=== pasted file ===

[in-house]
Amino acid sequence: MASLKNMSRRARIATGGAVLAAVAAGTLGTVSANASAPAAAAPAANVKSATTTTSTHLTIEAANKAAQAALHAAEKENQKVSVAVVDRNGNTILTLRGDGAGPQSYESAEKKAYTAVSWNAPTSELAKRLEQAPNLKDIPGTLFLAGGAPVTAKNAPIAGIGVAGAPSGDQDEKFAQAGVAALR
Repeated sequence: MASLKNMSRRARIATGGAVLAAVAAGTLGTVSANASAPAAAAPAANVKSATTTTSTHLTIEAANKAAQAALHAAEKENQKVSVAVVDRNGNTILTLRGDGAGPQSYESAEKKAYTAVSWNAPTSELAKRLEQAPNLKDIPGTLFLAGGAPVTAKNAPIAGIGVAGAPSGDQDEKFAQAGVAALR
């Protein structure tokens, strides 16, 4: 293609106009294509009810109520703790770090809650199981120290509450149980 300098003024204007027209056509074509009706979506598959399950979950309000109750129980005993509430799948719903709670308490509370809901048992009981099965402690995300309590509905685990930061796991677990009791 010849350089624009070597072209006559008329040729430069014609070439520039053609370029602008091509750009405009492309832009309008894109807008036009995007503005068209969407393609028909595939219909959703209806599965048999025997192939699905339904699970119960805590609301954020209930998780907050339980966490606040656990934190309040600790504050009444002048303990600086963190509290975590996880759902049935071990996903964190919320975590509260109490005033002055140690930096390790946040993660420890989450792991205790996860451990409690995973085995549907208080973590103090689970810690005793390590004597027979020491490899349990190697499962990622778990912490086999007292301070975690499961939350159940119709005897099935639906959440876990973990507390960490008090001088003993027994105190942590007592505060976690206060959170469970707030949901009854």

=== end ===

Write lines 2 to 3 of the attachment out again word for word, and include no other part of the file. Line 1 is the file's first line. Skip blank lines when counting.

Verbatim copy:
Amino acid sequence: MASLKNMSRRARIATGGAVLAAVAAGTLGTVSANASAPAAAAPAANVKSATTTTSTHLTIEAANKAAQAALHAAEKENQKVSVAVVDRNGNTILTLRGDGAGPQSYESAEKKAYTAVSWNAPTSELAKRLEQAPNLKDIPGTLFLAGGAPVTAKNAPIAGIGVAGAPSGDQDEKFAQAGVAALR
Repeated sequence: MASLKNMSRRARIATGGAVLAAVAAGTLGTVSANASAPAAAAPAANVKSATTTTSTHLTIEAANKAAQAALHAAEKENQKVSVAVVDRNGNTILTLRGDGAGPQSYESAEKKAYTAVSWNAPTSELAKRLEQAPNLKDIPGTLFLAGGAPVTAKNAPIAGIGVAGAPSGDQDEKFAQAGVAALR